Obama panel recommends NSA overhaul

Deutsche Welle, 18.12.2013.


A panel set up by US President Barack Obama to examine the vast surveillance programs of the National Security Agency (NSA) has recommended an overhaul. It includes new criteria for surveillance of foreign leaders.

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Gas Politics After Ukraine

Foreign Affairs, 17.12.2013.


In the wake of the European Union’s failure to conclude an association agreement with Ukraine, one could be forgiven for thinking that it is losing its touch in the former Soviet Union. It isn’t. This week, EU leaders signed a deal with Azerbaijan to build a pipeline for importing gas from Azerbaijan into Europe.

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NSA ruling fallout hits White House

Politico, 16.12.2013.

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In legal terms, a federal judge’s decision Monday questioning the constitutionality of the National Security Agency’s massive call-tracking program seems almost certain to have no practical significance.

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Surveillance: Cozy or Chilling?

Noam Cohen, The New York Times, 14.12.2013.


LAST year, two literal-minded Supreme Court justices were considering whether police officers needed a warrant before placing a GPS tracking device on a suspect’s S.U.V. when they ended up having a rather fanciful argument: What would the founding fathers make of a GPS device, anyway?

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The Rhyme of History: Lessons of the Great War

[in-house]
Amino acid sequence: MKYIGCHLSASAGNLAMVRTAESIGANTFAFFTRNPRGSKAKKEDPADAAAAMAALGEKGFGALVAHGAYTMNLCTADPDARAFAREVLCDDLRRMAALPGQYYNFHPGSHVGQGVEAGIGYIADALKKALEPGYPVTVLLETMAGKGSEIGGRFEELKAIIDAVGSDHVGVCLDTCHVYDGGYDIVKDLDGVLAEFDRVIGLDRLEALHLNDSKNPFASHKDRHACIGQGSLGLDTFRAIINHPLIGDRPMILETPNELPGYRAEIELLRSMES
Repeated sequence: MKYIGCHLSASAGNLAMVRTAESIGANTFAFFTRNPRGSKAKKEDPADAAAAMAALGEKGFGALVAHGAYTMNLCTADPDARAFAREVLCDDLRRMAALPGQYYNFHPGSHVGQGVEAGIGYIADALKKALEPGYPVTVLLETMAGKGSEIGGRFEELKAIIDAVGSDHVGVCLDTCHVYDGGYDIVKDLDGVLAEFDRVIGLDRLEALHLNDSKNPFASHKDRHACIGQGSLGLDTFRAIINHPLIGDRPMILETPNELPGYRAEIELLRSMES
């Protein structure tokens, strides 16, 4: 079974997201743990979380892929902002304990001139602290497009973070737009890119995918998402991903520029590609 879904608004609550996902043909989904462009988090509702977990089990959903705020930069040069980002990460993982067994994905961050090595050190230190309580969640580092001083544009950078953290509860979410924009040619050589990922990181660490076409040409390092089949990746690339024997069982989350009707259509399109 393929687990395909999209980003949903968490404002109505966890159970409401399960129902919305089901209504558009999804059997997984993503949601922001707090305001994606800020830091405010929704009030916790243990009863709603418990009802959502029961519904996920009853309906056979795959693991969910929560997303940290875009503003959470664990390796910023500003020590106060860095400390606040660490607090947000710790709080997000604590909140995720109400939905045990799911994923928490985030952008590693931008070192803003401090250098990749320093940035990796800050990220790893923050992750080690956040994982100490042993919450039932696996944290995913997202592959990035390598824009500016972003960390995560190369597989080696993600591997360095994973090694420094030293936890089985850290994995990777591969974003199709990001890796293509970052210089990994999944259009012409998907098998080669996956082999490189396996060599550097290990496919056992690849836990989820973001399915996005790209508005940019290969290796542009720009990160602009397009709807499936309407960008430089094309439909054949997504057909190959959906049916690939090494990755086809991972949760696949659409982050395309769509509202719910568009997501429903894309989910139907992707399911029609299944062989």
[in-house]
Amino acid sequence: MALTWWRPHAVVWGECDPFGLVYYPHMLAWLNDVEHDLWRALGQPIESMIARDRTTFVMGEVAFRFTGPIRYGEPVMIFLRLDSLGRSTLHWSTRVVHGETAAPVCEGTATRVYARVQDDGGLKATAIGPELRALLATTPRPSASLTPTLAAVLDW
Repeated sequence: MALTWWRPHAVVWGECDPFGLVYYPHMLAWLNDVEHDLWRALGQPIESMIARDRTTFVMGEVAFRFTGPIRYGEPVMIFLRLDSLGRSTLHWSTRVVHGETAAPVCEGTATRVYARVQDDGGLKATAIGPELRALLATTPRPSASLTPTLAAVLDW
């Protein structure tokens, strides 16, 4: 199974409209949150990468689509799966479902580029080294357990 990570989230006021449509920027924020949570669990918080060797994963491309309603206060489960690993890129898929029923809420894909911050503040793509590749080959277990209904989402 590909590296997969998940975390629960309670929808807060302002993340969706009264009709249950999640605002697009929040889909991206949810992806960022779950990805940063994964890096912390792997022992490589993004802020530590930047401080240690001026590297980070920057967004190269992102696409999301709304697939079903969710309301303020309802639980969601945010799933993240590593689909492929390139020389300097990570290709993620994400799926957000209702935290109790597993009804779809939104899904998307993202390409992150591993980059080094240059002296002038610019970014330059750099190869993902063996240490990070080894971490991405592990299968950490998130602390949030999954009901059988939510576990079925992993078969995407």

Margaret MacMillan, Brookings, 14.12.2013.


Earlier this year I was on holiday in Corsica and happened to wander into the church of a tiny hamlet in the hills where I found a memorial to the dead from World War I. Out of a population that can have been no more than 150, eight young men, bearing among them only three last names, had died in that conflict. Such lists can be found all over Europe, in great cities and in small villages. Similar memorials are spread around the globe, for the Great War, as it was known prior to 1940, also drew soldiers from Asia, Africa, and North America.

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CEAS joins the celebration of Deceber 10 - The Human Rights Day

Belgrade, 10.12.2013.


From the Human Rights Watch:

New York – The top of the Empire State Building will turn a bright blue to honor Human Rights Watch on December 10, 2013, the international day to celebrate human rights around the world. The Empire State Building decided to use blue lights in recognition of Human Rights Watch’s 35 years of work worldwide to protect and promote human rights.

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